South Korea's new conservative President Yoon Suk-yeol has pardoned Samsung Electronics Vice Chairman Jay Y. Lee, with the country's justice ministry saying the business leader was needed to help overcome a "national economic crisis."
"With urgent needs to overcome the national economic crisis, we carefully selected economic leaders who lead the national growth engine through active technology investment and job creation to be pardoned," Justice Minister Han Dong Hoon said at a press briefing on Friday.
The pardon, however, is seen as symbolic, with Lee already out on parole after serving 18 months in jail on bribery charges linked to his tenure at Samsung, the world's largest smartphone and memory-chip maker.
Even before receiving the presidential pardon, Lee had drawn public attention back in May, when he appeared with President Yoon and US President Joe Biden when they visited Samsung's Pyeongtaek chip production facilities.
Last November, Samsung picked the US city of Taylor in the southern State of Texas as the site of its new $17 billion chip plant.
The convicted South Korean business leader also visited Europe in June to meet ASML Holding NV CEO Peter Wennink, discussing the adoption of key high-end chip equipment.
According to analysts cited in media reports, the high-profile pardon will allow Lee to carry out business activities more freely, which can facilitate a number of major investments by the company, according to analysts.
Welcoming the decision by the South Korea’s top judiciary official, Lee vowed to work hard for the national economy in a statement issued by Samsung.
"I will contribute to the economy with continuous investment and job creation and give back the people and government's regards," said the statement.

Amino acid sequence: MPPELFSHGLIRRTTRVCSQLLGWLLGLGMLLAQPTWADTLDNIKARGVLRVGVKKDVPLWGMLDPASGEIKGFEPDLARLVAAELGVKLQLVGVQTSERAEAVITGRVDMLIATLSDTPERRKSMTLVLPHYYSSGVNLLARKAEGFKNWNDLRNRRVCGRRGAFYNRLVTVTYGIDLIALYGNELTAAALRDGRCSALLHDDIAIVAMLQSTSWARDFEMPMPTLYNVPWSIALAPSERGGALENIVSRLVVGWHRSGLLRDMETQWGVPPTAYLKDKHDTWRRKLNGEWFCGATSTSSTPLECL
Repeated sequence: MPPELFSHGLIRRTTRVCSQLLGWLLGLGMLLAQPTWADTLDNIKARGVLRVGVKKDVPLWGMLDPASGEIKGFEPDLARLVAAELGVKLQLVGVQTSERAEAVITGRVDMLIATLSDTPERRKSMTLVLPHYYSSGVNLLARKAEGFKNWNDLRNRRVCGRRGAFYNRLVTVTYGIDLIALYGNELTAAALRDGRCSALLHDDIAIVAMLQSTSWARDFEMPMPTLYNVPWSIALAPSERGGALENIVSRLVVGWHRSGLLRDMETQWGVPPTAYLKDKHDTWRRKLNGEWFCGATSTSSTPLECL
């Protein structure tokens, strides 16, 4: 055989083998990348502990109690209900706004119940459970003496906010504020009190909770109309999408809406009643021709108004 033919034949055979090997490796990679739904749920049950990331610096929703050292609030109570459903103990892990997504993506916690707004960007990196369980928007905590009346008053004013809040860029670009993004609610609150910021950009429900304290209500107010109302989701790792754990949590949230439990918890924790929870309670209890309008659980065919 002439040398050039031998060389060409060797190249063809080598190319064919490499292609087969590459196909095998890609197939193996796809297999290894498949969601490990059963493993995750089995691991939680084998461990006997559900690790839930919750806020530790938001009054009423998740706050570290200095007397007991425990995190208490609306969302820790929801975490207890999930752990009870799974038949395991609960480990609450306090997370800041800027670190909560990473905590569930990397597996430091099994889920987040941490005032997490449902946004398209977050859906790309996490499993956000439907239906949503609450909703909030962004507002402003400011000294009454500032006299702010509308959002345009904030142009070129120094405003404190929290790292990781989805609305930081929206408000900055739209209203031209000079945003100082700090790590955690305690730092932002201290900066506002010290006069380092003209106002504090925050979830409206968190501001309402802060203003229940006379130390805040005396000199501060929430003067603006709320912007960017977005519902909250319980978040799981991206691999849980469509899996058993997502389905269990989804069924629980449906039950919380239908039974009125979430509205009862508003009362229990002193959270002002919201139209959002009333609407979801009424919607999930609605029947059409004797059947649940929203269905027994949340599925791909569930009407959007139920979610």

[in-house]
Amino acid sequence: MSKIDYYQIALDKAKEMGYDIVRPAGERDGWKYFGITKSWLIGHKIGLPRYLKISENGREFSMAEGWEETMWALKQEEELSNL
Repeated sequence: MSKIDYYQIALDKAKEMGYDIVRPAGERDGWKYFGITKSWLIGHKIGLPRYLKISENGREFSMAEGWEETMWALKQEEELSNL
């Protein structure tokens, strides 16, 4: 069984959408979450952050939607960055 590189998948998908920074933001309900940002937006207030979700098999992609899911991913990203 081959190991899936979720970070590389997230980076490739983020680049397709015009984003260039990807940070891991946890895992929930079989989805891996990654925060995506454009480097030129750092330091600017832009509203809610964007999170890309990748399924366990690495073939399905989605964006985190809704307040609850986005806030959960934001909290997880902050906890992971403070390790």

President Yoon also pardoned Lotte Group chairman Shin Dong-bin, who was sentenced to a two-and-a-half-year prison sentence, also on bribery charges.
"We sincerely thank the government's and people's decision to grant pardon, and Chairman Shin Dong-bin and staff members at Lotte will contribute to overcoming the complex global crisis," Lotte declared in a statement.
The development came as tech and export-dependent South Korea is struggling with soaring inflation and signs that Asia's fourth-largest economy is facing weakening demand, poor sentiment and slowing spending.
Industry analysts have long anticipated decisions on major M&A projects and investments once Lee was reinstated in Samsung, with company sources cited as insisting that such decisions should only be made by Lee.
However, Lee’s legal troubles still linger due to an ongoing trial in which he also faces fraud and stock manipulation charges, local news outlets reported.
"With his trial, Lee could face a fresh jail term if convicted. However, the presidential pardon gives him some flexibility to handle big management issues for now," said Lee Kyungmook, a professor at Seoul National University's Graduate School of Business, as quoted in press reports.